Social video app TikTok will continues to grow its user base in the UK over the next couple of years, but growth will be slower than the explosive growth seen to date, as competition heats up and concerns grow among marketers, according to eMarketer’s latest forecasts.
In 2019, the platform saw 205.3 per cent growth in as it drew in a huge number of users, especially children and teens. This year, eMarketer forecasts that TikTok’s UK user base will grow by 67 to 8.12m people. By 2021, it will surpass 10 million, growing by around 25 per cent. But growth will slow to single digits in 2022, as the app becomes heavily saturated among core younger users.
“TikTok had a breakout year in 2019, and it is incredibly popular among teens at this point,” said eMarketer principal analyst, Debra Aho Williamson. “Some are spending multiple hours per day on the app, which is a testament to the incredible stickiness of its scrolling video format. But it has yet to develop a strong following among older generations.”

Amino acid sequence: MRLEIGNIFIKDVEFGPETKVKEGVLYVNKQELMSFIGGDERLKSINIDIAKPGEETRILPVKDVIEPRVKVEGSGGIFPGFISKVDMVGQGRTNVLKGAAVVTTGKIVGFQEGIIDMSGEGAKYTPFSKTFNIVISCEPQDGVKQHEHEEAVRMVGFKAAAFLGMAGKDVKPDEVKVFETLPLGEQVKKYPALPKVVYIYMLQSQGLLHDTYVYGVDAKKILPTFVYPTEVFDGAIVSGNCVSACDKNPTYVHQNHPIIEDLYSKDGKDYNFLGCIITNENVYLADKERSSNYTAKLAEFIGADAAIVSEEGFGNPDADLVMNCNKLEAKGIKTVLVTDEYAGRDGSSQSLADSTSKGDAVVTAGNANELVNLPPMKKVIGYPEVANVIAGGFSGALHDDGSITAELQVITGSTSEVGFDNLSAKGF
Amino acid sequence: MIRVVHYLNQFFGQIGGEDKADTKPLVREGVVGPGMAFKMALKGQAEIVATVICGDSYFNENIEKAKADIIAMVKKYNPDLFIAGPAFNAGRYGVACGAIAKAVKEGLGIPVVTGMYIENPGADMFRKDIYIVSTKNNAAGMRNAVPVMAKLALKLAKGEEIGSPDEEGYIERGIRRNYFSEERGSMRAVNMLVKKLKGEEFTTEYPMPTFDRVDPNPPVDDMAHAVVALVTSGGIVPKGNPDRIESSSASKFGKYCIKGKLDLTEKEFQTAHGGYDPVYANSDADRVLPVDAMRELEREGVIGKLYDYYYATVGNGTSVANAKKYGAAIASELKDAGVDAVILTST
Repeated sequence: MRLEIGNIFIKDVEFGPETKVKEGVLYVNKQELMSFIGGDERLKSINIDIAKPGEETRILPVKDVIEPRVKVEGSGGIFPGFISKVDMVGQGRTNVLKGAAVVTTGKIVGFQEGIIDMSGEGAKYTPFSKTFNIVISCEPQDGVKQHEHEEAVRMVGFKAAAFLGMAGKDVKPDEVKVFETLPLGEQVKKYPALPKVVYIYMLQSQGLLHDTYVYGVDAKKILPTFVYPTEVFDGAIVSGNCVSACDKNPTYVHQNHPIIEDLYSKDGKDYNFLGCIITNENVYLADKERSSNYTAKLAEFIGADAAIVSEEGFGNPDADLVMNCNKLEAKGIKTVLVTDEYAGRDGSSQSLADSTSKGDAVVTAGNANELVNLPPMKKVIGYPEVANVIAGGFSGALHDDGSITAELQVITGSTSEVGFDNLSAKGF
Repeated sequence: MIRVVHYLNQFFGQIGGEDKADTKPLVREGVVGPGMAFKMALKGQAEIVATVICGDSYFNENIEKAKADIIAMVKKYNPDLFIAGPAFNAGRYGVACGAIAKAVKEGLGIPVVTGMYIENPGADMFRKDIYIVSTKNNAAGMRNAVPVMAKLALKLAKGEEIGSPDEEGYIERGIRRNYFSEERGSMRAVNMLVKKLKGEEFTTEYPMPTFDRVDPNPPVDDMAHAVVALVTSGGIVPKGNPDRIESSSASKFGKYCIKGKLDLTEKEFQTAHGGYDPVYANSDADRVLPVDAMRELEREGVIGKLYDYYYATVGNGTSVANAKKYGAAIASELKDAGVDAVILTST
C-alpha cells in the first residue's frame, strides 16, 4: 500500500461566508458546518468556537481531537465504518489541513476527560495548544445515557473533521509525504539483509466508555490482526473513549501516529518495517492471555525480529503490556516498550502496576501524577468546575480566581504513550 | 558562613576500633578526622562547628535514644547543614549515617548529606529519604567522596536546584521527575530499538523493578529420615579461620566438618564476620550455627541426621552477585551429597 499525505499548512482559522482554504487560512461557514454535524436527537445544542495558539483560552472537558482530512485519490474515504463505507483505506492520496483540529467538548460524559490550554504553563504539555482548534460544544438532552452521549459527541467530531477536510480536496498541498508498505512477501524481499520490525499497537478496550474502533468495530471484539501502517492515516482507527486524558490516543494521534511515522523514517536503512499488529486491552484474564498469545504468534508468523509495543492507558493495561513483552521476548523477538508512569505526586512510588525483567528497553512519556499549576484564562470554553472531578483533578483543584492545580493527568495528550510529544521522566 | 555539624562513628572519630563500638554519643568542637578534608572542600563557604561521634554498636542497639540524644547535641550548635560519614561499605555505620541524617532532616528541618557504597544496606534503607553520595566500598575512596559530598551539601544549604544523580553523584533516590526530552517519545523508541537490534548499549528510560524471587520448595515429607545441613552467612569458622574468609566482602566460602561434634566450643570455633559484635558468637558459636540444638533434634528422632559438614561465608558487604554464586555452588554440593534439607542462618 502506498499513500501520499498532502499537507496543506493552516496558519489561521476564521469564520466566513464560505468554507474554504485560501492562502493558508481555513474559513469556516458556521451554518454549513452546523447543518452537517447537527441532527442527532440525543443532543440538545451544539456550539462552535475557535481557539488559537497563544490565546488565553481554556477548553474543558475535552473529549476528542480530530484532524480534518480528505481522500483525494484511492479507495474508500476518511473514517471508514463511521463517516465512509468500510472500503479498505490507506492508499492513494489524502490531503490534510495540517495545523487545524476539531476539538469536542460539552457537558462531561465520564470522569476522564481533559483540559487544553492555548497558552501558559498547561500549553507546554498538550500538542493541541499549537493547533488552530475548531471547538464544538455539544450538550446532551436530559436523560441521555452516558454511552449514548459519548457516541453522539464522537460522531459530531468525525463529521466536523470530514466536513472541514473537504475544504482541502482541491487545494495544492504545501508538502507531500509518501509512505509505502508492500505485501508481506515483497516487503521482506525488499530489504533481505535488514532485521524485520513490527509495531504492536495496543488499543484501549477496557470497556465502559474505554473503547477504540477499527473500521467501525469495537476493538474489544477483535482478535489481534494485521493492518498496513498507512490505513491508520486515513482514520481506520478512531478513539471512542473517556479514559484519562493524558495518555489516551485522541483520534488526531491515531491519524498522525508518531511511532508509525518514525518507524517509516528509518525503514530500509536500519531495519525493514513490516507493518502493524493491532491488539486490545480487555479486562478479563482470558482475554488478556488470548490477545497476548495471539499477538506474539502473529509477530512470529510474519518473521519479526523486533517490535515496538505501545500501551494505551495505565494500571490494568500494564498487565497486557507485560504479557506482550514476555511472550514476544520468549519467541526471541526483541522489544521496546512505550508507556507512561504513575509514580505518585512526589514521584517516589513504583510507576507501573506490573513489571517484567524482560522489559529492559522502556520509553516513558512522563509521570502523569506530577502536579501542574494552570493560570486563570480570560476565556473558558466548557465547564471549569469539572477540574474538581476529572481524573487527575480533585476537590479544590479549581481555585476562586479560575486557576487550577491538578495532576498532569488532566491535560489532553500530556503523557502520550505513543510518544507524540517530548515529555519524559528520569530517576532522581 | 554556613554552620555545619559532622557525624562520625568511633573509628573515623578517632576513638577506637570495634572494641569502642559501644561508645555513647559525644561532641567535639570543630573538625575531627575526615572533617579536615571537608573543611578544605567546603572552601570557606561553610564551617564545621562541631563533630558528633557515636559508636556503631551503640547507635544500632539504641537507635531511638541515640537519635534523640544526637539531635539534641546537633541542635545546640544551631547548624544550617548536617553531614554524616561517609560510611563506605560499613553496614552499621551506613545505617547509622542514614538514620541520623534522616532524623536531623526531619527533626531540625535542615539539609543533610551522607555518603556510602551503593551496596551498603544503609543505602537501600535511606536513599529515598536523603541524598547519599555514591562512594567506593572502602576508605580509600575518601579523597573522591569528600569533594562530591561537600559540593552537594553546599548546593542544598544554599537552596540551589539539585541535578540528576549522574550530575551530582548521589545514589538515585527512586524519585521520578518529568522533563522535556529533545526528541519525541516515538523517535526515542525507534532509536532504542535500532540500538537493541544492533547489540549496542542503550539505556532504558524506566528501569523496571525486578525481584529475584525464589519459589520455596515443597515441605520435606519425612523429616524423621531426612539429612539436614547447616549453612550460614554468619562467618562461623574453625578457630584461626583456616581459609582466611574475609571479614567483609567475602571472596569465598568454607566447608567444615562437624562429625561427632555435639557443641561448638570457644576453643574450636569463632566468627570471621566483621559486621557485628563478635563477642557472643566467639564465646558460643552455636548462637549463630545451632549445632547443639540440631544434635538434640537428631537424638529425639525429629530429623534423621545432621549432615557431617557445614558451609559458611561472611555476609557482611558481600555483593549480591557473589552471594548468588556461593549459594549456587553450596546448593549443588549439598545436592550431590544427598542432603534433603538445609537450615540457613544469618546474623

This year, 20.2 per cent of UK social network users, or more than one in five, will use TikTok at least once a month. Despite having lower penetration than more established competitors, it’s one of the few social apps whose penetration is growing. Competition may also hinder growth for TikTok in the coming years.
“This year, we expect new entrants like Firework and legacy players like Instagram and Facebook to take on TikTok,” said Williamson. “Instagram is a particularly large threat; it recently added new tools to its Boomerang looping-effect feature that mimic similar features on TikTok.”
And while many marketers are curious about the app, several issues could hold back adoption. Because it is Chinese-owned, TikTok faces questions around censorship and data privacy, as well as brand safety.
“Properties like TikTok are supporting and creating new forms of self-expression, and brands want to tap into that,” Williamson said. “It’s an experiment for many marketers. In many ways, TikTok is where Facebook was in the late 2000s, and where Snapchat was three or four years ago.”